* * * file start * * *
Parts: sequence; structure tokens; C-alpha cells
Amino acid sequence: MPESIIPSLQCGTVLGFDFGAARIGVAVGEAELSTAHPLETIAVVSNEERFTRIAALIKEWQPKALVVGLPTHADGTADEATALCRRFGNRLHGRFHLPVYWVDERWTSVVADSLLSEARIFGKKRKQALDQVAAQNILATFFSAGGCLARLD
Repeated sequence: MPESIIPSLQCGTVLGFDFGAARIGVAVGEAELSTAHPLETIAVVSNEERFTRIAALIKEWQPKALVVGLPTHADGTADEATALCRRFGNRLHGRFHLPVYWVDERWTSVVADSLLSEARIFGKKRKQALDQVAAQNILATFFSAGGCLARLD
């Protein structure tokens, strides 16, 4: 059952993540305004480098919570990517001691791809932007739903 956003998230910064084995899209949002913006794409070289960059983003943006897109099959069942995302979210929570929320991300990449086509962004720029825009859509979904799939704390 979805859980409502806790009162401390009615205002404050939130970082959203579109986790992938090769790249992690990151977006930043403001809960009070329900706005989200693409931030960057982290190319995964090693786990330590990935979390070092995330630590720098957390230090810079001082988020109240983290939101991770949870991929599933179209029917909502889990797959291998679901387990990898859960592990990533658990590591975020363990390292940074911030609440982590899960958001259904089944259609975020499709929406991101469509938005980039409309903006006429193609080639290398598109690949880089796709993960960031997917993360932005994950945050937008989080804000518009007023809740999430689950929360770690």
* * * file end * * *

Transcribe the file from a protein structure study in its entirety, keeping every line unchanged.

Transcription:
Parts: sequence; structure tokens; C-alpha cells
Amino acid sequence: MPESIIPSLQCGTVLGFDFGAARIGVAVGEAELSTAHPLETIAVVSNEERFTRIAALIKEWQPKALVVGLPTHADGTADEATALCRRFGNRLHGRFHLPVYWVDERWTSVVADSLLSEARIFGKKRKQALDQVAAQNILATFFSAGGCLARLD
Repeated sequence: MPESIIPSLQCGTVLGFDFGAARIGVAVGEAELSTAHPLETIAVVSNEERFTRIAALIKEWQPKALVVGLPTHADGTADEATALCRRFGNRLHGRFHLPVYWVDERWTSVVADSLLSEARIFGKKRKQALDQVAAQNILATFFSAGGCLARLD
């Protein structure tokens, strides 16, 4: 059952993540305004480098919570990517001691791809932007739903 956003998230910064084995899209949002913006794409070289960059983003943006897109099959069942995302979210929570929320991300990449086509962004720029825009859509979904799939704390 979805859980409502806790009162401390009615205002404050939130970082959203579109986790992938090769790249992690990151977006930043403001809960009070329900706005989200693409931030960057982290190319995964090693786990330590990935979390070092995330630590720098957390230090810079001082988020109240983290939101991770949870991929599933179209029917909502889990797959291998679901387990990898859960592990990533658990590591975020363990390292940074911030609440982590899960958001259904089944259609975020499709929406991101469509938005980039409309903006006429193609080639290398598109690949880089796709993960960031997917993360932005994950945050937008989080804000518009007023809740999430689950929360770690």